I sat next to myself as a man, slowly dying and afraid.
This won’t be a typical post. This is the account of an event having a significant effect on me; an encounter I won’t forget.
For those that read my blog often, you know that I post on various social media platforms. To preserve the privacy of the family involved, I will only share on Twitter and will omit names. Our connections across other media, as friends, may otherwise compromise issues. I would hate for them to stumble across this in that manner. Still, I’m so deeply moved I need to do something with it.
As a notary public, I’m occasionally requested for signing appointments. When I first obtained my notary, I imagined I would travel to sign clients in their homes. I had worked in real estate for several years, so it stood to reason that I’d be a shoo-in for loan document signing.
I expected to be making a ridiculous amount of money in after work signings. I’d hoped that they’d miraculously present themselves to me because lord knows I didn’t market myself to local escrow companies.
Despite my escrow experience, I was still required to take a state-mandated course designed to prepare notaries specifically for loan document signings. This seemed redundant to me, so I never pursued it.
To date, my notary has predominately been used at my place of business and the occasional word of mouth requests for friends. This is how I ended up at Palomar hospital last night.
A few days ago I was asked by an acquaintance of mine to assist with a notarization. Initially, I wasn’t given much information. I knew I’d have to meet these folks at the local hospital – I was informed that his situation was terminal.
I’m not sure why I assumed that he had cancer. I have a habit of jumping to conclusions based on theory substantiated by very little evidence. He was not dying of cancer, I would soon find this out.
I was briefed on what to expect before arriving. Nothing you’re told – nothing I was told, prepared me for what was next.
I checked in at reception; announced myself as the notary who was here to sign the gentleman in room 426. I waited patiently as the guard verified my identification, opened the large doors for me, then told me where to go.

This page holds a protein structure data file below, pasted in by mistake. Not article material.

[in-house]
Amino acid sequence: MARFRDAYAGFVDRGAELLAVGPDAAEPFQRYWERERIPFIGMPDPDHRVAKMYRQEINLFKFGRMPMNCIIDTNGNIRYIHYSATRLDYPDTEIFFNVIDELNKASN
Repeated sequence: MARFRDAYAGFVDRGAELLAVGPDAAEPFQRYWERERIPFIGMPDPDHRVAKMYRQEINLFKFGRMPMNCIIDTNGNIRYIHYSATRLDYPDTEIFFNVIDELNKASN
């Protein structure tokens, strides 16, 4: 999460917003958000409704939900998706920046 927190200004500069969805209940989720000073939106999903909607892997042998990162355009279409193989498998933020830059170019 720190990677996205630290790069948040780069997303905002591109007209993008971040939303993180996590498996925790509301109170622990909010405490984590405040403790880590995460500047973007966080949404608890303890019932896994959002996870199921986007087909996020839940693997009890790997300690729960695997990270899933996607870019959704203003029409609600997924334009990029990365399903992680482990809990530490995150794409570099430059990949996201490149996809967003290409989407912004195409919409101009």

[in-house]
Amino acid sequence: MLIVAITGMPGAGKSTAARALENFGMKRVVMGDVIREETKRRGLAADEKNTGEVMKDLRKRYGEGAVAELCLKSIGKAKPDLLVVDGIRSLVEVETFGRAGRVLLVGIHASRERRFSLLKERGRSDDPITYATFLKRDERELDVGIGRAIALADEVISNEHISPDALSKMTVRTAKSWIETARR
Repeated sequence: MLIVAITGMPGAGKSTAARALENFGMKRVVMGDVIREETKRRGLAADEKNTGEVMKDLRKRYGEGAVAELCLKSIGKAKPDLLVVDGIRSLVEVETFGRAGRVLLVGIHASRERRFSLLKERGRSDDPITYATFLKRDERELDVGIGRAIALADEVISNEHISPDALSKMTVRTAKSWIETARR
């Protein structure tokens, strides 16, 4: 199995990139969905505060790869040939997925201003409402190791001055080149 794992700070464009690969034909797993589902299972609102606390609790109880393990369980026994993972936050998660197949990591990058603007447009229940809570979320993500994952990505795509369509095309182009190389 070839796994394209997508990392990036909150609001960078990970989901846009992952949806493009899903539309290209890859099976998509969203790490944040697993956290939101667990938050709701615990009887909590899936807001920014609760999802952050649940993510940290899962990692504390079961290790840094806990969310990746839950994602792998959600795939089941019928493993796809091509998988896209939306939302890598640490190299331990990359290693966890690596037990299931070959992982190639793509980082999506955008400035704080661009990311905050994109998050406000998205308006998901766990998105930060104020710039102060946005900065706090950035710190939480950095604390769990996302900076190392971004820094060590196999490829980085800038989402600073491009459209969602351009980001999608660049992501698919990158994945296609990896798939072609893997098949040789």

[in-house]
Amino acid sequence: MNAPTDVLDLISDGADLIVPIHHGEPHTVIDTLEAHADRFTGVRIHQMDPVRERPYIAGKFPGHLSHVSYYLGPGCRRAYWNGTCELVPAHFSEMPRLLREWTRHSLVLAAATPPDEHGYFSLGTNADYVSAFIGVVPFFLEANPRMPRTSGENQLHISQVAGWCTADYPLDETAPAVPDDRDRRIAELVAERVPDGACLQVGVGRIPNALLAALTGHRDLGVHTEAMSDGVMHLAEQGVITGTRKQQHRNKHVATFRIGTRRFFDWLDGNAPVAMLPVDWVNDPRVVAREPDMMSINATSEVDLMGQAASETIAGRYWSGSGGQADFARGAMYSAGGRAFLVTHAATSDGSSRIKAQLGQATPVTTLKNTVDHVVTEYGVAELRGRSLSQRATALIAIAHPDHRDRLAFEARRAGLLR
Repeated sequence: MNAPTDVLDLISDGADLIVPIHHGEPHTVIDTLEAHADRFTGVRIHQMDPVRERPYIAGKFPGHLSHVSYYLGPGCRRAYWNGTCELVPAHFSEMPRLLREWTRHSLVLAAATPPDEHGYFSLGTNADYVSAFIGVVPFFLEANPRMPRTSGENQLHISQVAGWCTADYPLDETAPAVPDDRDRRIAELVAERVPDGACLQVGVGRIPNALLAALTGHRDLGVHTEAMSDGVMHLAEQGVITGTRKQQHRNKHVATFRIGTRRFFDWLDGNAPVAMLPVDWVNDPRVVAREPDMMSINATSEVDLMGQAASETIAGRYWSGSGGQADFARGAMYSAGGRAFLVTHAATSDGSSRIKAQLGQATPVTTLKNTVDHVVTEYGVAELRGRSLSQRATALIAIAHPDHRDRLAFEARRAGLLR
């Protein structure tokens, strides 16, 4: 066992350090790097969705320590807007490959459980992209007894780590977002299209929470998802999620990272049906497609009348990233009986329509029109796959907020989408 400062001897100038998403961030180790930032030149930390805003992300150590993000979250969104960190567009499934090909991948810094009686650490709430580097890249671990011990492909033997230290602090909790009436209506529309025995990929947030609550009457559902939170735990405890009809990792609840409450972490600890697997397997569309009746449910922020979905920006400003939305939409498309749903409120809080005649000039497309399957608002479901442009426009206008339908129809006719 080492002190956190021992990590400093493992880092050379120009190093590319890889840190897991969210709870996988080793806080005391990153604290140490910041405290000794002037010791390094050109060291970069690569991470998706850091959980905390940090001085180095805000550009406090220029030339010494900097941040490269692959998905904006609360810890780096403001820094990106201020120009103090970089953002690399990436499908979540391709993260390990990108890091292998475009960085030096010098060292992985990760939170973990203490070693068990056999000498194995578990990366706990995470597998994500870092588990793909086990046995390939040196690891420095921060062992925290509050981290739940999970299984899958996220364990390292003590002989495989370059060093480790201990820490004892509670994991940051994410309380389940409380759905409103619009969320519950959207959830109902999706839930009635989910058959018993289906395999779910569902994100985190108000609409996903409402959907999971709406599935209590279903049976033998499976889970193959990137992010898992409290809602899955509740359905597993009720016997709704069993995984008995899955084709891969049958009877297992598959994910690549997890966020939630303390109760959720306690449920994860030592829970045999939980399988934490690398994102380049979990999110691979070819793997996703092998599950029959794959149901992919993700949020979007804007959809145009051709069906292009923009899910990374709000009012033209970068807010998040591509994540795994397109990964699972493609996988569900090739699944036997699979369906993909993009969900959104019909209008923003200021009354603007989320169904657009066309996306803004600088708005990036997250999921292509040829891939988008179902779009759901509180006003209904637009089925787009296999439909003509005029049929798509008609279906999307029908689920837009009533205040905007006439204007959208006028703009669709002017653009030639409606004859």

Timidly, I drifted down the hallway until I was spotted by a relative of the man I was here to notarize. I had spent so much of my childhood in hospitals on account of my mother, why did this feel so foreign suddenly?
Entering the room, I was greeted by two women. The first was young and had an infant in her arms, this was his sister. The other was older and introduced herself as his mother. Suddenly, a gentleman stood from the chair he’d been occupying; this was his father. My attention turned to the hospital bed. This was my reason for being there – I was to help him complete a Power of Attorney.
This isn’t at all what I’d expected. He was young. Younger than me. I introduced myself and attempted to shake his hand. That’s when I noticed – when my heart sunk and I understood.
I had been told he was an alcoholic. I was asked to notarize a Power of Attorney for this man, authorizing his family to carry out his health care directives, or represent him once it was deemed he could no longer do so. I had not been advised of his condition. I suppose I should have assumed it was dire. Still, having never seen someone in this state, I was overwhelmed with raw emotion.
As I said, he was young. Younger than me and immediately my heart hurt for him. I knew he would not live to see his nephew grow up. I knew he wouldn’t see his own children (if he had any) get married. So much life, unlived. My heart crumbled. He tried to prop himself up in the bed, he was weak but resisted help from family. His skin was jaundiced. His eyes a shade of yellow that I am certain I’ll never forget. Terrifyingly haunting.
I searched them (his eyes) for what felt like an eternity. Probably too long for his comfort. I imagine he must’ve felt like an animal on exhibit. I asked questions to establish coherency; this was his wish, signing this document. He understood what was taking place and the ramifications. I kept trying to talk myself through the process of doing my job. Just do what comes next, stop trembling, they need you to be strong, this isn’t about you.
It was incredibly profound sitting in that room. The juxtaposition: the infant boy, the dying man, the parents, now watching their son die, and the sister who will be all that will remain of childhood’s happier days.
I felt overcome with gratitude sitting in that room. Too sensitive for the overhead lights, we opened the blinds so that I could complete the document. He grimaced at the first hints of daylight. I held back my own tears. Why had my own life been spared? Why had I been able to get sober? Did I even deserve it?
As alcoholics, many of us will ask the eternal question: why do some of us get it, and others just can’t or won’t? Some never will. As I embraced each member of that family last night, I didn’t question why he didn’t get it. I was humbled and marveled that I had. I’m so sorry that he won’t make it. If I could save him, I would. It makes it even more essential that I speak with purpose, offer help when asked, and listen when others speak.
I felt utterly shattered leaving that hospital. I still don’t know what to do with it. I can’t change his fate. Maybe, hopefully, I can be a light for others lost in the dark.
There but for the grace of God go I…